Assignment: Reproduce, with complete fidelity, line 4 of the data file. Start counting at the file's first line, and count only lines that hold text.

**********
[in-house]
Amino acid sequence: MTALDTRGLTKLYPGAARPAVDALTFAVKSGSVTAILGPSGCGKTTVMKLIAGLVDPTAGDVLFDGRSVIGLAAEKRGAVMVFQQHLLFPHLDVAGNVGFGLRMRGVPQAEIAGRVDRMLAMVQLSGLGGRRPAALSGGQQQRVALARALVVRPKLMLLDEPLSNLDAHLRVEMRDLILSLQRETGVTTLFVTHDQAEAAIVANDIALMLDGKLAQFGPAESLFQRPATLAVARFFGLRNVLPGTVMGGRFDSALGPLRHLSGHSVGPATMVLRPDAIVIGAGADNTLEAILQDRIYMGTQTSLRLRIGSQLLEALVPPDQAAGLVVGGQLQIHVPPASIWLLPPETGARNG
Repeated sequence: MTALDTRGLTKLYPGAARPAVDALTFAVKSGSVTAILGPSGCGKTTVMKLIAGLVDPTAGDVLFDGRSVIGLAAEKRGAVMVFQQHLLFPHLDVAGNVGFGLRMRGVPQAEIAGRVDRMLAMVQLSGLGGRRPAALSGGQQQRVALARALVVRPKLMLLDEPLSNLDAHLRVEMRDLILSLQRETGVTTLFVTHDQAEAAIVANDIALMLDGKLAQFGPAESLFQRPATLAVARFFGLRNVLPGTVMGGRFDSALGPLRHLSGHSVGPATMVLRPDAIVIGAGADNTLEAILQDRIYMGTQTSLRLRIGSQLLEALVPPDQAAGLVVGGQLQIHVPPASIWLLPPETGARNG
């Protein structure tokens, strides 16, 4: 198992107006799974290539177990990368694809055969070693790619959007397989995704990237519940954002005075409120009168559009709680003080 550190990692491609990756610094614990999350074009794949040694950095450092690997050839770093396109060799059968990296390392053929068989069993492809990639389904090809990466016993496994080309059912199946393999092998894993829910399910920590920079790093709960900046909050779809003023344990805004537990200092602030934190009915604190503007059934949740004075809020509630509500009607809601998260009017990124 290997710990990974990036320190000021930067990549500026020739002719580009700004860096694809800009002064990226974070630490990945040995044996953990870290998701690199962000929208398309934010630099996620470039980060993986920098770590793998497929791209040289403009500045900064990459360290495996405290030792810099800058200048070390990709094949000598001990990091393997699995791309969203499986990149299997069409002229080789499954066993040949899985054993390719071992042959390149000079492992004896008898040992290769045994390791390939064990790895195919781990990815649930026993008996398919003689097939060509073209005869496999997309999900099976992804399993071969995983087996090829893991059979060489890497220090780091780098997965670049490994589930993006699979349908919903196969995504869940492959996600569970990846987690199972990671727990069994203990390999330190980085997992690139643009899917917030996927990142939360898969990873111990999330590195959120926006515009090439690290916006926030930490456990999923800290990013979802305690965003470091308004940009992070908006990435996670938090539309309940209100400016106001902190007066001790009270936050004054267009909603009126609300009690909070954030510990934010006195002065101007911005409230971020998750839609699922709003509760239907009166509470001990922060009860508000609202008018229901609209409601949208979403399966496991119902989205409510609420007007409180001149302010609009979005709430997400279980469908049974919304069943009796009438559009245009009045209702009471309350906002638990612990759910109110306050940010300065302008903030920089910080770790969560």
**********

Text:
């Protein structure tokens, strides 16, 4: 198992107006799974290539177990990368694809055969070693790619959007397989995704990237519940954002005075409120009168559009709680003080 550190990692491609990756610094614990999350074009794949040694950095450092690997050839770093396109060799059968990296390392053929068989069993492809990639389904090809990466016993496994080309059912199946393999092998894993829910399910920590920079790093709960900046909050779809003023344990805004537990200092602030934190009915604190503007059934949740004075809020509630509500009607809601998260009017990124 290997710990990974990036320190000021930067990549500026020739002719580009700004860096694809800009002064990226974070630490990945040995044996953990870290998701690199962000929208398309934010630099996620470039980060993986920098770590793998497929791209040289403009500045900064990459360290495996405290030792810099800058200048070390990709094949000598001990990091393997699995791309969203499986990149299997069409002229080789499954066993040949899985054993390719071992042959390149000079492992004896008898040992290769045994390791390939064990790895195919781990990815649930026993008996398919003689097939060509073209005869496999997309999900099976992804399993071969995983087996090829893991059979060489890497220090780091780098997965670049490994589930993006699979349908919903196969995504869940492959996600569970990846987690199972990671727990069994203990390999330190980085997992690139643009899917917030996927990142939360898969990873111990999330590195959120926006515009090439690290916006926030930490456990999923800290990013979802305690965003470091308004940009992070908006990435996670938090539309309940209100400016106001902190007066001790009270936050004054267009909603009126609300009690909070954030510990934010006195002065101007911005409230971020998750839609699922709003509760239907009166509470001990922060009860508000609202008018229901609209409601949208979403399966496991119902989205409510609420007007409180001149302010609009979005709430997400279980469908049974919304069943009796009438559009245009009045209702009471309350906002638990612990759910109110306050940010300065302008903030920089910080770790969560």